Wednesday, June 16, 2010

Age of Early Self-Conception

I recently came across a fascinating blog post written by a young fellow named Ben Casnocha. If you don’t know who he is, take a few minutes to check out his blog. He’s the author of a book, My Start-Up Life: What a (Very) Young CEO Learned on His Journey Through Silicon Valley about starting an e-government software company at the ripe old age of 14. He also gives speeches across the country and around the world, so we’ve got some common ground as well. In addition to the book, he also has a column in The Silicon Valley Business Journal and his aforementioned blog, which is written primarily about “entrepreneurship, books, current affairs and intellectual life.”

In the post that caught my eye, Ben puts forward something he calls “The Age of Early Self-Conception.” It’s his name for something that could also be called “The Facebook Effect,” and asks the question – how is social networking affecting the way we see ourselves?

It’s an interesting question. I’ve talked a lot here about the Participation Economy and the interconnectedness of the world, and I think that Ben’s looking at those themes from a totally out-of-the-ordinary perspective. Yes, we are all actively participating in the digital world (the majority of us anyway). Now that we’ve said that, what does it mean for the kids who are growing up in that world?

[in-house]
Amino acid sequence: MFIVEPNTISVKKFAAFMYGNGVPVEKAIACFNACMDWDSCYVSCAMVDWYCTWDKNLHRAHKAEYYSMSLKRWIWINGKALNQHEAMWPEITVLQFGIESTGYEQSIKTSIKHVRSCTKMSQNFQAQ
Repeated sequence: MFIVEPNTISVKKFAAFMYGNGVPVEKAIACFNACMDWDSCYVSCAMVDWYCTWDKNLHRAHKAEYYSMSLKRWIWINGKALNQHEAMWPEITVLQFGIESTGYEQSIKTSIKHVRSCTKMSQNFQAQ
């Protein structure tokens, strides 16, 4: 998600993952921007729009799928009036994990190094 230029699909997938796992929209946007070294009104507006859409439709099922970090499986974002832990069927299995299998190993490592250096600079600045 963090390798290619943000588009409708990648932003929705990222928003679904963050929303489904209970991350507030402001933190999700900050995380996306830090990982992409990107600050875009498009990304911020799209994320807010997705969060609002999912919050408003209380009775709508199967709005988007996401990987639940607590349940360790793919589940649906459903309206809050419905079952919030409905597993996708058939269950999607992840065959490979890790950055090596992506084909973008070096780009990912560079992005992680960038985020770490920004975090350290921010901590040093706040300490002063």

Imagine the tens of millions of 15 year-olds who go to set up their profile and see a big white text box that says "Bio." As the cursor blinks, they ask themselves, "What is my biography? What are my interests? What are my religious views? What is my relationship status? Am I sexually interested in men or women?"
Actively defining yourself isn’t something many of us were asked to do before social networks came around. Sure, most people participate in a Federal census, but they don’t ask for much information in those. Giving people of all ages (yes, even grown-ups are on Facebook these days) the chance to publish a definitive biography, even if it’s a one-paragraph version, would be an interesting experiment on it’s own. But seeing how it affects Gen Y’s view of themselves in the long-term is where things will get really interesting.